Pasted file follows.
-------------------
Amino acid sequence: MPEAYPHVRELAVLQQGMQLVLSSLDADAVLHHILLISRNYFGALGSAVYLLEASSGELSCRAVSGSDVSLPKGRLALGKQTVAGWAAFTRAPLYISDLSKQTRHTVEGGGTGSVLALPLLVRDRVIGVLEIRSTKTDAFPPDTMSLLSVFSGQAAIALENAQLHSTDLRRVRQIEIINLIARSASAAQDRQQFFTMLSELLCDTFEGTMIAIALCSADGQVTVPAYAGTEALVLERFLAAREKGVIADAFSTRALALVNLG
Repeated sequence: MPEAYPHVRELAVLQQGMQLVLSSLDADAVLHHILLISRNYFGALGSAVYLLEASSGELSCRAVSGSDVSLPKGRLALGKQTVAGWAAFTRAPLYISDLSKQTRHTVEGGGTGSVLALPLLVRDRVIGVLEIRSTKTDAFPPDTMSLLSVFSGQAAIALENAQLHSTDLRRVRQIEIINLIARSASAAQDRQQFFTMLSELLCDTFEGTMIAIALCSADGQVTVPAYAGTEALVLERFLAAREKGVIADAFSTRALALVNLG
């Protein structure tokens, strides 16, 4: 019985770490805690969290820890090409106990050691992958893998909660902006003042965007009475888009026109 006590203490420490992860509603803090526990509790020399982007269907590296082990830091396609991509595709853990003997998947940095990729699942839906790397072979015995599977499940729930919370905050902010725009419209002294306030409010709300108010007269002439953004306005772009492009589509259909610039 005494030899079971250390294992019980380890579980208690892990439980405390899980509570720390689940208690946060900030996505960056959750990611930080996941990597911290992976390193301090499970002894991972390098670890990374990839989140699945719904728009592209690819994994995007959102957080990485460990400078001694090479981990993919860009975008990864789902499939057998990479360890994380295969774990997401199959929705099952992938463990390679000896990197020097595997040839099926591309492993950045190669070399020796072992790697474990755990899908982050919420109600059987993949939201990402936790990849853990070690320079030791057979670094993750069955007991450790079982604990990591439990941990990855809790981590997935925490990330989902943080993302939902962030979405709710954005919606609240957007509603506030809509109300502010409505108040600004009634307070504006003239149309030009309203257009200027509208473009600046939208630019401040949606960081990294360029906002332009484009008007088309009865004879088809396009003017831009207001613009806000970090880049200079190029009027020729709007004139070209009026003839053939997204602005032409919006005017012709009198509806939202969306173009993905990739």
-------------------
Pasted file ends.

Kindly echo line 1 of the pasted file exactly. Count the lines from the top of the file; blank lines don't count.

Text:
Amino acid sequence: MPEAYPHVRELAVLQQGMQLVLSSLDADAVLHHILLISRNYFGALGSAVYLLEASSGELSCRAVSGSDVSLPKGRLALGKQTVAGWAAFTRAPLYISDLSKQTRHTVEGGGTGSVLALPLLVRDRVIGVLEIRSTKTDAFPPDTMSLLSVFSGQAAIALENAQLHSTDLRRVRQIEIINLIARSASAAQDRQQFFTMLSELLCDTFEGTMIAIALCSADGQVTVPAYAGTEALVLERFLAAREKGVIADAFSTRALALVNLG